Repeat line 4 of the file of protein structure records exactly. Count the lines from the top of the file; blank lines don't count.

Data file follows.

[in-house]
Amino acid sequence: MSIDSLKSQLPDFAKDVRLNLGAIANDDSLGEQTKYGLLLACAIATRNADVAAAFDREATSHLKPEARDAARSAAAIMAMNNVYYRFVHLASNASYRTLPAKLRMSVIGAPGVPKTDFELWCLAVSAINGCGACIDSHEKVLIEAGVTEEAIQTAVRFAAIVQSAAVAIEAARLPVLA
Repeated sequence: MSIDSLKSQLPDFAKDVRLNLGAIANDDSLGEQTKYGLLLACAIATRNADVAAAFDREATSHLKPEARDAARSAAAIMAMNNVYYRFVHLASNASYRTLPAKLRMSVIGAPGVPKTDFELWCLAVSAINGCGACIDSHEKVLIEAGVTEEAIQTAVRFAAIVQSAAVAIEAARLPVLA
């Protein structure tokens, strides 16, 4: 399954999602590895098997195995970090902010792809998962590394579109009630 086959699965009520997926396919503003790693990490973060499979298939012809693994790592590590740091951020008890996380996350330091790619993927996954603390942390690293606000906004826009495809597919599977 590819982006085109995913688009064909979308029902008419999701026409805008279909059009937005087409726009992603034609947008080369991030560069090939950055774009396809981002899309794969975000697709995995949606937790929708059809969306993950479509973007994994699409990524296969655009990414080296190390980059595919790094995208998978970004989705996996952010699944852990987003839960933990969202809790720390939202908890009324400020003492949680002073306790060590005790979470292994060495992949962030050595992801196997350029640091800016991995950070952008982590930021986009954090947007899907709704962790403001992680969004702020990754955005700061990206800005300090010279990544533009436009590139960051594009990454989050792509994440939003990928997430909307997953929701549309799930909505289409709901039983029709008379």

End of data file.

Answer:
């Protein structure tokens, strides 16, 4: 399954999602590895098997195995970090902010792809998962590394579109009630 086959699965009520997926396919503003790693990490973060499979298939012809693994790592590590740091951020008890996380996350330091790619993927996954603390942390690293606000906004826009495809597919599977 590819982006085109995913688009064909979308029902008419999701026409805008279909059009937005087409726009992603034609947008080369991030560069090939950055774009396809981002899309794969975000697709995995949606937790929708059809969306993950479509973007994994699409990524296969655009990414080296190390980059595919790094995208998978970004989705996996952010699944852990987003839960933990969202809790720390939202908890009324400020003492949680002073306790060590005790979470292994060495992949962030050595992801196997350029640091800016991995950070952008982590930021986009954090947007899907709704962790403001992680969004702020990754955005700061990206800005300090010279990544533009436009590139960051594009990454989050792509994440939003990928997430909307997953929701549309799930909505289409709901039983029709008379």